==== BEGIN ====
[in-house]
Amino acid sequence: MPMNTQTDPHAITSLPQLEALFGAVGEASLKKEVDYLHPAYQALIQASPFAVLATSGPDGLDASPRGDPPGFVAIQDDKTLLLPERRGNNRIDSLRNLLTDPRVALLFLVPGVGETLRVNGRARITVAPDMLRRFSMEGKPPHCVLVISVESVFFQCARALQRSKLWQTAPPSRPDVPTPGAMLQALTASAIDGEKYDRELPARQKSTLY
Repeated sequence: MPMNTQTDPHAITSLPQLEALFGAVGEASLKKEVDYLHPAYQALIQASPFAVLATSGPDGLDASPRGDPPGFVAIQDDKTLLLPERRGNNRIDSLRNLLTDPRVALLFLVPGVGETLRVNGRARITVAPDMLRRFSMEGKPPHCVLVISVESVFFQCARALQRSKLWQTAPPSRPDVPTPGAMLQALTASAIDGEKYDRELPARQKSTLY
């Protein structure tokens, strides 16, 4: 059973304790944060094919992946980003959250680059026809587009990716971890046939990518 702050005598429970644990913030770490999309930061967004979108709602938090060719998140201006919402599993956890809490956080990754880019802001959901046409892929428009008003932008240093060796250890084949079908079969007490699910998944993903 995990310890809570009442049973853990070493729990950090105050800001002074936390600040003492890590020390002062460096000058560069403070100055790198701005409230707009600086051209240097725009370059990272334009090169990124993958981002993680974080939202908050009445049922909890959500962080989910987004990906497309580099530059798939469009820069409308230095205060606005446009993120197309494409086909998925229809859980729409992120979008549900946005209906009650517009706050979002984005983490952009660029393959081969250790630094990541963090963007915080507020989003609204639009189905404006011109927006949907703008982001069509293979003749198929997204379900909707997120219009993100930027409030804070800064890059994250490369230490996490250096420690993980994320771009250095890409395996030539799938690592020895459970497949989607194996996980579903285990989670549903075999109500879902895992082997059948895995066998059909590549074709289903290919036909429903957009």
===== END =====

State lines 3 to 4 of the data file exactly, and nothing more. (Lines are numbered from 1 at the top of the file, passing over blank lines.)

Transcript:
Repeated sequence: MPMNTQTDPHAITSLPQLEALFGAVGEASLKKEVDYLHPAYQALIQASPFAVLATSGPDGLDASPRGDPPGFVAIQDDKTLLLPERRGNNRIDSLRNLLTDPRVALLFLVPGVGETLRVNGRARITVAPDMLRRFSMEGKPPHCVLVISVESVFFQCARALQRSKLWQTAPPSRPDVPTPGAMLQALTASAIDGEKYDRELPARQKSTLY
């Protein structure tokens, strides 16, 4: 059973304790944060094919992946980003959250680059026809587009990716971890046939990518 702050005598429970644990913030770490999309930061967004979108709602938090060719998140201006919402599993956890809490956080990754880019802001959901046409892929428009008003932008240093060796250890084949079908079969007490699910998944993903 995990310890809570009442049973853990070493729990950090105050800001002074936390600040003492890590020390002062460096000058560069403070100055790198701005409230707009600086051209240097725009370059990272334009090169990124993958981002993680974080939202908050009445049922909890959500962080989910987004990906497309580099530059798939469009820069409308230095205060606005446009993120197309494409086909998925229809859980729409992120979008549900946005209906009650517009706050979002984005983490952009660029393959081969250790630094990541963090963007915080507020989003609204639009189905404006011109927006949907703008982001069509293979003749198929997204379900909707997120219009993100930027409030804070800064890059994250490369230490996490250096420690993980994320771009250095890409395996030539799938690592020895459970497949989607194996996980579903285990989670549903075999109500879902895992082997059948895995066998059909590549074709289903290919036909429903957009």